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Experts, leaders talk solutions to food desert problem

Photo by Steven Allen Adams WVU Provost Maryanne Reed welcomes attendees to the 2019 West Virginia Food Desert Summit Tuesday.

BRIDGEPORT — Community leaders, researchers and public policy experts met Tuesday in Bridgeport to find the oasis in the state’s food deserts — parts of the state with no or limited access to fresh food and groceries.

The 2019 West Virginia Food Desert Summit took place at the Bridgeport Conference Center Tuesday. It was the third installment of a series of meetings put on by various agencies and schools at West Virginia University to develop strategies for helping increase access to food options in rural parts of the state.

The U.S. Department of Agriculture defines a food desert as an area lacking in accessible healthy food options measured by distance to one or more grocery stores, as well as a person’s ability to access those food options, transportation, and the average income of an area.

According to 2015 data from the USDA using U.S. Census tracts, 36 percent of the state has to drive up to 10 miles to access a grocery store. Combined with low-income numbers, 13 percent of the state’s low-income population has issues accessing food choices.

When looking at census tracts with populations without a vehicle or even farther (20 miles or more) from a grocery store, West Virginia ranked first in the nation.

The summit’s vision statement calls for a full grocery and supermarket experience for West Virginians that focuses on five A’s: accommodating, acceptable, available, accessible and affordable.

“Our mission statement today is to provide for a retail experience that accommodates the preferences of everyone in West Virginia, especially its low-wealth communities, with healthy food options that are affordable, available, acceptable, and accessible,” said Laurie Andress, an assistant professor with the WVU School of Public Health. “We’re using that statement to guide the way we are thinking about and having a conversation about food deserts in West Virginia.”

WVU Provost Maryanne Reed said WVU has been working with community partners to solve the food desert issue.

“Hunger is huge. We know that many families and many children go hungry in West Virginia,” Reed said. “We want to contribute to that solution and also to understand that when these basic needs aren’t being met, it’s very hard for the state to move forward in other ways. We talk a lot about economic development. We can’t move forward in terms of building a strong economic base if our children are going hungry.”

Summit attendees heard from several presenters who brought different perspectives of the food desert problem in West Virginia. Lynne Ryan, representing the Women, Infants and Children (WIC) program, said many WIC clients are mothers or pregnant women with no transportation. Some are reliant on public transportation where available, such as buses.

“It’s not easy to go grocery shopping on a bus. I don’t know how many of these families do it,” Ryan said.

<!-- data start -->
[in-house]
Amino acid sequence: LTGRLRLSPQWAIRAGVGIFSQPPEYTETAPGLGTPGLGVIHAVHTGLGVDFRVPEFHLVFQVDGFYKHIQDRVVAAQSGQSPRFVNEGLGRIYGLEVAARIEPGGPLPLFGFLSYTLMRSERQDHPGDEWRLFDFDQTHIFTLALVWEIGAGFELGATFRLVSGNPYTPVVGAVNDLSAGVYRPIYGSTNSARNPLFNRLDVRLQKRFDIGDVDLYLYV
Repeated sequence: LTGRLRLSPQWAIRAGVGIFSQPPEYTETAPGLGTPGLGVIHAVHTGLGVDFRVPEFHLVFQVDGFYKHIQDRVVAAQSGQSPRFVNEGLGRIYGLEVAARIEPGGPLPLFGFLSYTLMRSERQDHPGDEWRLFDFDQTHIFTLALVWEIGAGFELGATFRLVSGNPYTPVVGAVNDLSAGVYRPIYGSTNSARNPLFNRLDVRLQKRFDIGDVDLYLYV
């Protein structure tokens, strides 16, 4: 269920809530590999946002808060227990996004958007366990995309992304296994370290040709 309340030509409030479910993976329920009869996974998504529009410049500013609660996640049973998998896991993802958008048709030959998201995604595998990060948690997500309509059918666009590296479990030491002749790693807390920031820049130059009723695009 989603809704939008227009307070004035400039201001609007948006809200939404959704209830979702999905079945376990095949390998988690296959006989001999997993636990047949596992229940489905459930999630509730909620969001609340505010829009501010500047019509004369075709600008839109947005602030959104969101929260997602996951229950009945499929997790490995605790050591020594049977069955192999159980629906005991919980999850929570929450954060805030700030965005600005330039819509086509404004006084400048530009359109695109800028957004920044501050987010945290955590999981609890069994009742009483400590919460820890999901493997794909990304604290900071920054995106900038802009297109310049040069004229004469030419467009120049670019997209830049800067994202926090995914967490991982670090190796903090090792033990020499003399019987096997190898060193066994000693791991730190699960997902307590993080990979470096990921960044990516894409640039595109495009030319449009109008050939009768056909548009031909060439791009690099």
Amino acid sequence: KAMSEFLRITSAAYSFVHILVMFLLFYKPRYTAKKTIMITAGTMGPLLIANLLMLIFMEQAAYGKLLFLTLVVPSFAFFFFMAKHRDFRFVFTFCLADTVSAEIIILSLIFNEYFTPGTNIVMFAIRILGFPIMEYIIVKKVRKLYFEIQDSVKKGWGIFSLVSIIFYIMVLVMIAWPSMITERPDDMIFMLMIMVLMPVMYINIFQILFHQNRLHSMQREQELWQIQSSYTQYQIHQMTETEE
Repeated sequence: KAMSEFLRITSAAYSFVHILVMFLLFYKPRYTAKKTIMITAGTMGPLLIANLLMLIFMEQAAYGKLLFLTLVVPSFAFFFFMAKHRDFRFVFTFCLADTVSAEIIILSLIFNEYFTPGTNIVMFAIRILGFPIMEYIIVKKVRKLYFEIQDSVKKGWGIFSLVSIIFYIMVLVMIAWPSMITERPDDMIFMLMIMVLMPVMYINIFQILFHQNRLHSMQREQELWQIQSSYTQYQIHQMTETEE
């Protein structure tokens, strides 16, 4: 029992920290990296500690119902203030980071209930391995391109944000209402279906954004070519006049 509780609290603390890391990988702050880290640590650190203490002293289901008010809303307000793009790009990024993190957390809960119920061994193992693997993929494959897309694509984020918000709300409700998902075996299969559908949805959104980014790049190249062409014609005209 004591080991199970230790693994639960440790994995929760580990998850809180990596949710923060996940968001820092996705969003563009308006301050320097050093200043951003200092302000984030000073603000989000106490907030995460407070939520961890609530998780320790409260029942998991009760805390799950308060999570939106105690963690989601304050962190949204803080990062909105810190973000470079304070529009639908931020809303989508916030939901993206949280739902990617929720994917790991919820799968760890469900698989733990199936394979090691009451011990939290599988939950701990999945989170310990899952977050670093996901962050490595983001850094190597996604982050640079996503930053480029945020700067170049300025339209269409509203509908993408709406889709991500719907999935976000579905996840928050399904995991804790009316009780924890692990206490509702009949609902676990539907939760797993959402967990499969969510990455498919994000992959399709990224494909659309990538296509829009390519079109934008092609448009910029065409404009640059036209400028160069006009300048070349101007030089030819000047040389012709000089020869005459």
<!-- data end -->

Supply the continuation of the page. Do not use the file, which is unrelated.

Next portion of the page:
Peter Butler with the WVU School of Design and Community Development said the most frequent issue his organization encounters is the food desert issue. Students with the school help communities redevelop former industrial sites and abandoned properties. The school is working in Pocahontas and Wyoming counties to help develop farmers’ markets, neighborhood gardens, and small-scale farms.

“We do have our boots on the ground in these communities,” Butler said. “We do hear the need and the desire for local food systems development.”

State Sen. Doug Facemire, D-Braxton, has more than 30 years of experience in the supermarket business, operating 11 stores until selling the company due to increased competition from Walmart. Facemire said a solution has to be found to the cost of transporting produce into rural areas with shrinking populations.

“Farmers’ markets are not going to take us where we need to go…growing is not the problem, selling is the problem if you want to make it in the long-term,” Facemire said. “For a small independent grocer to open up today…unless you know someone who wants to be a good guy and subsidize it, we just don’t have the population to do it.”

Andress said the feedback collected from this summit and the two previous installments will be put into a report, and a think tank will be created to continue working on the food access issue in the long term.

“That think tank has got to be made up of those people who are already engaged in food systems work, and we really need to bring the private sector to the table,” Andress said. “We’re hoping to keep this family together that’s already focused on food systems work in West Virginia and add in some different conversations in partners like the private sector.”

Tuesday’s Food Desert Summit was also sponsored by the WVU Davis College of Agriculture, Natural Resources and Design, the WVU School of Public Health, the WVU Extension Service, and the WVU Foundation. The USDA Natural Resources Conservation Service also provided support for the event.

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